2. Encryption of data at rest and in motion is important for good cyber defense and resilience with respect to ransomware. While secure, available offline backups are crucial to rapid recovery from such attacks.

  3. Network segmentation is a critical strategy to impede attackers' lateral network movement. In today's hyper-connected world, OT networks are no longer air-gapped and network segmentation compensates for this.

  4. Continuous network monitoring for unusual activity allows you to see when bad actors enter the network and respond faster to make a bad situation better.

  5. Planning and testing plans with tabletop exercises and red team/blue team exercises can be done without impacting your production environment. The more you train and test, the better prepared you are to respond rapidly and effectively. If you work with third parties, make sure disaster recovery is included in your services agreement.

Topics for ongoing discussion

As ransomware attacks increase in frequency and sophistication, several questions were raised by the audience and will remain important topics for discussion for some time to come, including:

  • What should the role of government be?

    Colonial Pipeline made the decision to shut down their pipeline on their own. While perhaps not applicable to every segment, for companies in some critical sectors like energy, oil and gas, transportation, finance and healthcare, the decision to shut down may need to be made in consultation with government entities and not in a vacuum. However, if this is the case, provisions must be made for immediate access and dedicated attention.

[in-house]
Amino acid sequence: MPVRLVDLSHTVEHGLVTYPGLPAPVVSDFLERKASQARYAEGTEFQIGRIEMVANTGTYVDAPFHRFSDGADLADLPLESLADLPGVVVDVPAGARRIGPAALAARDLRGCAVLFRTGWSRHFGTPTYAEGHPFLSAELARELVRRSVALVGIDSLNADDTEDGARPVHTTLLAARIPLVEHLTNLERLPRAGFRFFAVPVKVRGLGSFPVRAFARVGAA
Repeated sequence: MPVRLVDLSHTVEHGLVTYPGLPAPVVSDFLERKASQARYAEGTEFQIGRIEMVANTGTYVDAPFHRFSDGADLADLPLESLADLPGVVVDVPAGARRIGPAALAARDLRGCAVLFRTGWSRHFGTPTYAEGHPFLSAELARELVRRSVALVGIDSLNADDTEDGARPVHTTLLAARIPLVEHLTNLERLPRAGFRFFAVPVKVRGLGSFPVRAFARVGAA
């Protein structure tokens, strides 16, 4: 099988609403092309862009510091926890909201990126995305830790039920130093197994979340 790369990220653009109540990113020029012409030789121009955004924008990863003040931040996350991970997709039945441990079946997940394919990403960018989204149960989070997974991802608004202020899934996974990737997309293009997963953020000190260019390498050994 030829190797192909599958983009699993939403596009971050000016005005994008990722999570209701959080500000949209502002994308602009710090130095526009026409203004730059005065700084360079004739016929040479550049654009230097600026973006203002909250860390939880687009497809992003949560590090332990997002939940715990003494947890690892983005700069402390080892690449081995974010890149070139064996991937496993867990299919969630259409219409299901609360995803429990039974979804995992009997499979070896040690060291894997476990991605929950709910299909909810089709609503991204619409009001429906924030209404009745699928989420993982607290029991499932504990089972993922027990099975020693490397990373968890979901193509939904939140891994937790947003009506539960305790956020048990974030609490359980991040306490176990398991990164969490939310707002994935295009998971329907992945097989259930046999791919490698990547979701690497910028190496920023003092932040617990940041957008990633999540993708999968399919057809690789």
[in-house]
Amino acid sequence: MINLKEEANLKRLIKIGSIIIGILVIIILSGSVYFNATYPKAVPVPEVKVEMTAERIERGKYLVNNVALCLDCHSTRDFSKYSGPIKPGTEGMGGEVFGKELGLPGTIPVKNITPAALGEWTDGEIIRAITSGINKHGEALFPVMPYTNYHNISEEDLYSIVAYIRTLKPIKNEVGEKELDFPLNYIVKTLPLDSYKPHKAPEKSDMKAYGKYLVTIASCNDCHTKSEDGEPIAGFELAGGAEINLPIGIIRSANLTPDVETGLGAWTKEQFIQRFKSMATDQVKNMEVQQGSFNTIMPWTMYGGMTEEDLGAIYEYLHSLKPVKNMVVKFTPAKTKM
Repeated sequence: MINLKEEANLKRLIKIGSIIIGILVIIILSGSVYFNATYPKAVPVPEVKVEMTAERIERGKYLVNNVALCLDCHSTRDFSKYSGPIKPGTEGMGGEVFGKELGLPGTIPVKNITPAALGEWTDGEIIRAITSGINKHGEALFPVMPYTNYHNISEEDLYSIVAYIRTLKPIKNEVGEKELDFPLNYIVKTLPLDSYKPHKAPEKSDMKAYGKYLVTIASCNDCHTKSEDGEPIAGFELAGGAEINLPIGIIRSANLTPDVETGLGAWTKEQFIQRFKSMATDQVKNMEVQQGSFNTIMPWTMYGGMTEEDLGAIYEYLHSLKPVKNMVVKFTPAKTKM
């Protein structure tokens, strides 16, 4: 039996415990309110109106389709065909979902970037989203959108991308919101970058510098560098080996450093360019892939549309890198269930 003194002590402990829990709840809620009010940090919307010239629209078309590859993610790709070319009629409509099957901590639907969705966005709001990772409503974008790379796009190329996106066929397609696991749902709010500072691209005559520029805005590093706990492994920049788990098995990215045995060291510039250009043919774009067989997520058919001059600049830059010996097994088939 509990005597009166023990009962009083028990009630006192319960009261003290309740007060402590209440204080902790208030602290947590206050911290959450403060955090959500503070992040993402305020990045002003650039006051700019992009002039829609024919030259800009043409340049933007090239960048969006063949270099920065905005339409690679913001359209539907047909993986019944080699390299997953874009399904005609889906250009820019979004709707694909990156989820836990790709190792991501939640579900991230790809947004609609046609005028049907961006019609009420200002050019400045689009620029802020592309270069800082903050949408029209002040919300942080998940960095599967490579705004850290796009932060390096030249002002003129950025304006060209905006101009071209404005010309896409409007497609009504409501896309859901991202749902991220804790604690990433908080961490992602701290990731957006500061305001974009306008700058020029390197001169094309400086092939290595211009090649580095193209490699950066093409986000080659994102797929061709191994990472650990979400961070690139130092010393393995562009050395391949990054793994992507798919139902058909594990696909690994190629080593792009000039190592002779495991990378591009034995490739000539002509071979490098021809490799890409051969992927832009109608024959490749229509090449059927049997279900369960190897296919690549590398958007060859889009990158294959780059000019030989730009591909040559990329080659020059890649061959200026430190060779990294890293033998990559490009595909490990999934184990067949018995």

• To pay or not to pay?

    Pressures to pay a ransom vary based on circumstances; there is no one-size-fits-all approach. But if a legal framework is passed that introduces penalties for the payment of ransom, then government entities must be available to help in real time as companies manage through these attacks. And what are the implications for insurance providers? Similar to auto insurance that rewards good drivers and safer cars, cyber insurance should be used to encourage stronger security practices, not as a means to sidestep risk and accountability.

  • Is my organization on a target list?

    There are many different, shifting factors that play into this including the geopolitical climate, economic drivers, and disruptive regional or world events. But Admiral Rogers advises against using the probability of your organization being targeted as a cornerstone of your cyber defense and resilience strategy. We repeatedly see that what the adversary cares most about is if you have money to pay a ransom and if their technique to gain network access will be effective against you. Furthermore, as the SolarWinds attack showed, all of the hundreds of entities affected were not specifically targeted but happened to be part of the supply chain and were collateral damage.

To hear the full discussion and learn more about how to use this crisis to drive real and meaningful change that strengthens your organization's industrial cybersecurity, watch the on-demand webinar replay now.